Language matters. The Commission’s Ursula von der Leyen states that the EU has shipped 10 million vaccines to the UK – and another 30 million to the rest of the world – but has yet to receive a single vaccine in exchange.
The EU has done no such thing. The American pharmaceutical company Pfizer produces the Turkish-German BioNTech vaccine at a plant in Belgium, relying on critical supplies of lipid nanoparticles made in Yorkshire (the complex part) and on a long list of inputs from dozens of countries.
Pfizer then ships these vaccines to global clients, some of whom signed their delivery contracts long before the EU committed to its doses. BioNTech did a marvellous job – with seed money from the German state – but the role of the EU itself in this web of international cooperation was minimal. Europe as a whole failed to make the early investment needed to accelerate the scientific and manufacturing process.
Should the UK hand over part of AstraZeneca’s production from its UK sites and delay its own rollout as an act of fraternal solidarity? In normal circumstances the answer would be obvious. Of course it should, starting with Ireland.
The natural sentiment of the British people is to help Europe defend itself against the third wave now spinning out of control, even though the reason it is happening is that Europe’s leaders lacked the political courage to take action six weeks ago when it was already clear that the B117 variant was spreading everywhere.
Emmanuel Macron defied calls from French scientists and frontline doctors for a lockdown in late January. The consequence of that fateful decision is painfully evident. Greater Paris has run out of critical care beds, and spare capacity in the regions is vanishing fast. Paris has not yet reached the point of triage – when doctors must choose whom to save, as in Bergamo – but it is uncomfortably close.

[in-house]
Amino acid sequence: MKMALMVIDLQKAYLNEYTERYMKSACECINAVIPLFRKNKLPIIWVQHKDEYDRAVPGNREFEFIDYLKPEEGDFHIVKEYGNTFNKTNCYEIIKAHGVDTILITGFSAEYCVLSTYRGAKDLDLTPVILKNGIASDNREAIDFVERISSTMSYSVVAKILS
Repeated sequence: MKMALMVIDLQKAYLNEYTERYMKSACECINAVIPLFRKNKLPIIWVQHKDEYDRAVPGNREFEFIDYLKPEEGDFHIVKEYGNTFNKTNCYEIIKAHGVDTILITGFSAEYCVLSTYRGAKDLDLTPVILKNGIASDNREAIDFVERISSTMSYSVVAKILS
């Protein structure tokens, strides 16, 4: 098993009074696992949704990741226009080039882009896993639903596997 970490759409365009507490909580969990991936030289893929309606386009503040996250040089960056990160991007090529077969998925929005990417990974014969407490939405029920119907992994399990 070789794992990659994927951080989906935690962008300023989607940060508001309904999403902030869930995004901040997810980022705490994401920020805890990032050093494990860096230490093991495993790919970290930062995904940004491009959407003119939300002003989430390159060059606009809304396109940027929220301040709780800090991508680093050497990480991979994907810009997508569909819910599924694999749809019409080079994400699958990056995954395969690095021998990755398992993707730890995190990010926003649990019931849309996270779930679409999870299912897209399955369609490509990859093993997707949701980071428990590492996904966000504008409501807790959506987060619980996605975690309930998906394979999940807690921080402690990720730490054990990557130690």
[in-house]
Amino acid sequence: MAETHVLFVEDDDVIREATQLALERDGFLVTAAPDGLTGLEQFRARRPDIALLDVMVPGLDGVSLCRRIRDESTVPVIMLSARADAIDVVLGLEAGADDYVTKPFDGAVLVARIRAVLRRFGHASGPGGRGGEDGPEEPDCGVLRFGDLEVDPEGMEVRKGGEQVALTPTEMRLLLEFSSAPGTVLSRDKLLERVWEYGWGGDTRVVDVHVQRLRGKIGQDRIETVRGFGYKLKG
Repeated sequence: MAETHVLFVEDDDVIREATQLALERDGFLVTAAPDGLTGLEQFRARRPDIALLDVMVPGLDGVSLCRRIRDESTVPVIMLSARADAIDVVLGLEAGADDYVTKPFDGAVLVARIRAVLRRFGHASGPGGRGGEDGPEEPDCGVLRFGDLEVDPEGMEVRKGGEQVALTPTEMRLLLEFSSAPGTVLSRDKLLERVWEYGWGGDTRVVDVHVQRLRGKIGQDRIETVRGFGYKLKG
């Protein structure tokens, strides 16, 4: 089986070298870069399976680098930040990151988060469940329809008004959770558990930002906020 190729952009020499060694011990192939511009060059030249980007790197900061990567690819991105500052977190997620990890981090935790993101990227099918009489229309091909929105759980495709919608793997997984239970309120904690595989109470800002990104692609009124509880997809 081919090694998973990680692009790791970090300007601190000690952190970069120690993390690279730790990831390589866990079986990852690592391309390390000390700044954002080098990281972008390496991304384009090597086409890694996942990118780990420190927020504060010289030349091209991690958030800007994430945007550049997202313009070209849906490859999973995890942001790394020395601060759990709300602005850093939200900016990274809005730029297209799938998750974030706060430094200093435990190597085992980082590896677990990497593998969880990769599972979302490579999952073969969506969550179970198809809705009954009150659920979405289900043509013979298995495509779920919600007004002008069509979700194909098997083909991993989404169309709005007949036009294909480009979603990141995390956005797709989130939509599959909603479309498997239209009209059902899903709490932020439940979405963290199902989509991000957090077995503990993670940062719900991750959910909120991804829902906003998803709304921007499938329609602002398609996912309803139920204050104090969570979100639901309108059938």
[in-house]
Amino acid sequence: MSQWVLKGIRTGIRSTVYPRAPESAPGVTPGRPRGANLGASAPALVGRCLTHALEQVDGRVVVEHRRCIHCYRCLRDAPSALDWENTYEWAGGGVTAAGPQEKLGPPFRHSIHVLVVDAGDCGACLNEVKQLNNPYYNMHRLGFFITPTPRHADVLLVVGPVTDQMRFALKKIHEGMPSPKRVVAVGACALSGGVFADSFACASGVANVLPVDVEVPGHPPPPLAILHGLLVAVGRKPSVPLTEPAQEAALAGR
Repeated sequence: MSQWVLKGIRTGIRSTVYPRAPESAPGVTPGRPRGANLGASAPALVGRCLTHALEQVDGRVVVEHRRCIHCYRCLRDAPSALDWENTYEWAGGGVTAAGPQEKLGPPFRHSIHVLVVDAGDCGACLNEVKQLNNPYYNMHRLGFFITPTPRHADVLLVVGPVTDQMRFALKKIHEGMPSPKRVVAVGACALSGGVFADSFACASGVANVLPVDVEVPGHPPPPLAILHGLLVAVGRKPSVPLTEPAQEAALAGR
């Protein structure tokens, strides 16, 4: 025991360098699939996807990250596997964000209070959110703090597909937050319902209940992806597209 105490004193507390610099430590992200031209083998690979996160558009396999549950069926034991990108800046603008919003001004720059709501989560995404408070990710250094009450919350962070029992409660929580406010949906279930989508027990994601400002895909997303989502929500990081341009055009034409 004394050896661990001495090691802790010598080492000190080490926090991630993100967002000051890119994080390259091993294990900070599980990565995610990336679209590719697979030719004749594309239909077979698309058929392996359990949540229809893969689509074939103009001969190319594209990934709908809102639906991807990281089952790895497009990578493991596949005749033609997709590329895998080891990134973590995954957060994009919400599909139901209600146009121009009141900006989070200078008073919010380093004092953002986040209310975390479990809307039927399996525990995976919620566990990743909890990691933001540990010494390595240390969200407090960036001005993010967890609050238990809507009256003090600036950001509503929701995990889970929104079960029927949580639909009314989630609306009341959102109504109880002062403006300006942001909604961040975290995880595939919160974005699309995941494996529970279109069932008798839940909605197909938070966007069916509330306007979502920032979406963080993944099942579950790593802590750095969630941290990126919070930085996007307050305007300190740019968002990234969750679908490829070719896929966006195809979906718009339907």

Britain should of course divert vaccines to help France avoid the worst. But the hostile posture of both Mr Macron and the EU over everything to do with Britain and Brexit makes this very difficult.
The problem is not von der Leyen and the Commission. The corps of EU ambassadors in Brussels (Coreper) has, if anything, been more aggressive and that impetus is coming from national capitals, strangely concentrated into a wolf-pack ferocity at the gathering in the Justus Lipsius Building.
Countries assumed to be friendly have repeatedly proved to be hostile inside Coreper. The current Danish government behaves like an enemy. The idea of activating the war-time powers of Article 122 to seize factories and suspend property rights came from the European Council’s secretariat – and therefore was cleared through Berlin and Paris. It did not come from Mrs von der Leyen.
The EU has reciprocated on almost nothing since the trade deal. It has allowed – conducted? – what can only be characterised as a smear campaign against the AstraZeneca vaccine. It is at the same time demanding more of the vaccine that nobody wants to take any longer, briefing aggressively that Britain is trying to grab millions of doses allegedly stored at a Halix plant in the Netherlands. This Halix story is a concocted grievance. The tiny Dutch plant is irrelevant.
The purpose of so much agitation is to deflect blame by convincing public opinion that Britain is responsible for much of what is now going badly wrong. It is the primordial scapegoat reflex. This makes friendly solidarity a big ask.